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Some Simplifications for Decision-Making

  • David W. Pearce

Abstract

Transporting nuclear fuel, spent fuel rods and nuclear waste is an integral part of the nuclear fuel cycle. To object outright to this aspect of the fuel cycle is to reject nuclear power as an energy source in the UK’s energy future. That is a position some will find wholly consistent and for them the transportation issue is simply one more aspect of the risks of nuclear power. To others, nuclear power is an essential feature of energy policy, so that the degrees of freedom in debating the transportation issue really relates to: (1) the extent to which its associated risks should dictate the choice of a particular type of fuel cycle, and (2) the mechanisms for minimising that risk. We can then look at both standpoints and ask what they imply, if anything, for the structure of decision-making in the UK.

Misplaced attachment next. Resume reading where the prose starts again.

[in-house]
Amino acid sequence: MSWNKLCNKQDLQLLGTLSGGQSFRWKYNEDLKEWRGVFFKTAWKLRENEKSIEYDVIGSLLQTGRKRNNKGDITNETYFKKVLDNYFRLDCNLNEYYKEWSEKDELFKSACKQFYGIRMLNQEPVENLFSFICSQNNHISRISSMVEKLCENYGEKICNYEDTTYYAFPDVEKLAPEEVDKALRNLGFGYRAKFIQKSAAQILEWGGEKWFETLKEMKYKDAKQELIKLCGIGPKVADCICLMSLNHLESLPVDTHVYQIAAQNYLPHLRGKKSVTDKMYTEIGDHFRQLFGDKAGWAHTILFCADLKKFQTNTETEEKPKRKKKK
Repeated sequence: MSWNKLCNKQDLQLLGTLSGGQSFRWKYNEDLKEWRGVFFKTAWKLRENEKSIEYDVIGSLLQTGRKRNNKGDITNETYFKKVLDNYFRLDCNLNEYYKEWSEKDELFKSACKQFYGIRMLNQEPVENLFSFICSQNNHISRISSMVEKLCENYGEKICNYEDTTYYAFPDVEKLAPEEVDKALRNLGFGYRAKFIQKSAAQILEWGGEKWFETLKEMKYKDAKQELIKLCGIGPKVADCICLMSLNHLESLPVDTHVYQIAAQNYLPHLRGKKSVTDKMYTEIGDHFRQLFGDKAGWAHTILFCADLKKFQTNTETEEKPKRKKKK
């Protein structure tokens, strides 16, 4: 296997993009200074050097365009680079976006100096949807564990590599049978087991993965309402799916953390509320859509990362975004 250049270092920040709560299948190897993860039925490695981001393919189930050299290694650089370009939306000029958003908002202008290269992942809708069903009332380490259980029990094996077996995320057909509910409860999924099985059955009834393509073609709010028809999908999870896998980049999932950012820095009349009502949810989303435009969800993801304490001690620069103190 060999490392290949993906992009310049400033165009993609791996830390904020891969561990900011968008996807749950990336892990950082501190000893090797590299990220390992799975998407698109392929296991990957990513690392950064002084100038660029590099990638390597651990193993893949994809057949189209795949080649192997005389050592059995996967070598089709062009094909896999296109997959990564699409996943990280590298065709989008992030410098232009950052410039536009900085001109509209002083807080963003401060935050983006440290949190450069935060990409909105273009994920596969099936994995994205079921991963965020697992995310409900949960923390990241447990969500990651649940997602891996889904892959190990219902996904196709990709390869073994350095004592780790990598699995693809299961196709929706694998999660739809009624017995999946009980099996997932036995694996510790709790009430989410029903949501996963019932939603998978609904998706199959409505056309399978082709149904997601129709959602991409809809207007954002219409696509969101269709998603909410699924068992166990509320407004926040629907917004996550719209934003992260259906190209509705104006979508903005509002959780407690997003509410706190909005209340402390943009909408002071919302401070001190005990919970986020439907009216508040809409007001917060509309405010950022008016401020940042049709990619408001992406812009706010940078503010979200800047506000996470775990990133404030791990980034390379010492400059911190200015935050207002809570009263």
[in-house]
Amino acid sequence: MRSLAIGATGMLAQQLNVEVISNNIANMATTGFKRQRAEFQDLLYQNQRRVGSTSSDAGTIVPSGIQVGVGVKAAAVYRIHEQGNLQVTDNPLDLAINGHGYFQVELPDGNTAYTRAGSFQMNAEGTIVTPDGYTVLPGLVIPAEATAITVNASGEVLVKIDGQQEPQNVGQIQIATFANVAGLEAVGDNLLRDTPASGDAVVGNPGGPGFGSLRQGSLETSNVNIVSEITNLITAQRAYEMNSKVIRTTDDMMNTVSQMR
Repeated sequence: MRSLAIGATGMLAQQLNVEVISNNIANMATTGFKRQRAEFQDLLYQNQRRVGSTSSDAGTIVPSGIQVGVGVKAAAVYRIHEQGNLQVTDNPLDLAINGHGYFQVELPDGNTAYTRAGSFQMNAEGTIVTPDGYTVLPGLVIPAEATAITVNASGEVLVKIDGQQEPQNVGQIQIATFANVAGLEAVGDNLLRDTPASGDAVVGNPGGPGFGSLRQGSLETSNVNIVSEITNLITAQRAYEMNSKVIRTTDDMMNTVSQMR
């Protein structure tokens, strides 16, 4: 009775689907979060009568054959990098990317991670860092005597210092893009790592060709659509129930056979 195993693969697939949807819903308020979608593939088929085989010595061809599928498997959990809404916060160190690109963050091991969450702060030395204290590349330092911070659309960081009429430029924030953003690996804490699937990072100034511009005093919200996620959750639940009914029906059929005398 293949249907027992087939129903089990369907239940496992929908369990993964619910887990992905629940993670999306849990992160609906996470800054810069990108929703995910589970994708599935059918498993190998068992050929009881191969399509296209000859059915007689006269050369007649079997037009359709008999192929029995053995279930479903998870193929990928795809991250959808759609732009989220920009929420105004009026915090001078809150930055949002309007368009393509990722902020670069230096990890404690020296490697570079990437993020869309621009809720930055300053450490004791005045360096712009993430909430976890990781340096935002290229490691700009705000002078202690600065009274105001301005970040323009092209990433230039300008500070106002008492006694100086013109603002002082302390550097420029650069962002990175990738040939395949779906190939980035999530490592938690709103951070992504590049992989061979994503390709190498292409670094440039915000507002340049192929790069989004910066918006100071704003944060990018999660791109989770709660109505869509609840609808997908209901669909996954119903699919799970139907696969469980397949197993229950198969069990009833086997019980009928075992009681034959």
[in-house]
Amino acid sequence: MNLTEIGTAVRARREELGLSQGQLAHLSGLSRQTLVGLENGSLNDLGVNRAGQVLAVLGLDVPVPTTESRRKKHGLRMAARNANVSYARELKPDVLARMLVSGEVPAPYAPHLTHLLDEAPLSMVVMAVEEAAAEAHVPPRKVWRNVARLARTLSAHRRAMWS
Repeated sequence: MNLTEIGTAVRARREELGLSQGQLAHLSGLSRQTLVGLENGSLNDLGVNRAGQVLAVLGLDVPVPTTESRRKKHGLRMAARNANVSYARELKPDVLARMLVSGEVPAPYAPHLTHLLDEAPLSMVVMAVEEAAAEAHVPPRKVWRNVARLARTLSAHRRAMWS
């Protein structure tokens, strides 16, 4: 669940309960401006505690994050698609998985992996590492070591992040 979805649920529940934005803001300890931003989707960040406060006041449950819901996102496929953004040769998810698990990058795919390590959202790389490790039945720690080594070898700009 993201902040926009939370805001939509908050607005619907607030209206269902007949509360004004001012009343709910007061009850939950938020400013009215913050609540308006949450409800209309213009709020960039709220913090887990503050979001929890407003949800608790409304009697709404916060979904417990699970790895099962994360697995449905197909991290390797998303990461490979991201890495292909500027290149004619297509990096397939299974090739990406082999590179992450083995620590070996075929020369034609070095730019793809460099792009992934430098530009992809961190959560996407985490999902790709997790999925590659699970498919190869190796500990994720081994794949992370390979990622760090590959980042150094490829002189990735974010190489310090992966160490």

Keywords

Public Inquiry Fuel Cycle Spend Fuel Nuclear Fuel Cycle Irradiate Fuel 
These keywords were added by machine and not by the authors. This process is experimental and the keywords may be updated as the learning algorithm improves.

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References

  1. Pearce, D. W. (1979) ‘Social cost-benefit analysis and nuclear futures’, Energy Economics, 1, No. 2.Google Scholar
  2. Pearce, D. W., Edwards, L. and Beuret, G. (1979) Decision-Making for Energy Futures: a Case Study of the Windscale Inquiry, London: Macmillan.CrossRefGoogle Scholar
  3. Wynne, B. (1983) Rationality and Ritual: A Case Study of the Windscale Inquiry, London: British Society for the History of Science.Google Scholar

Copyright information

© Greater London Council 1984

Authors and Affiliations

  • David W. Pearce

There are no affiliations available

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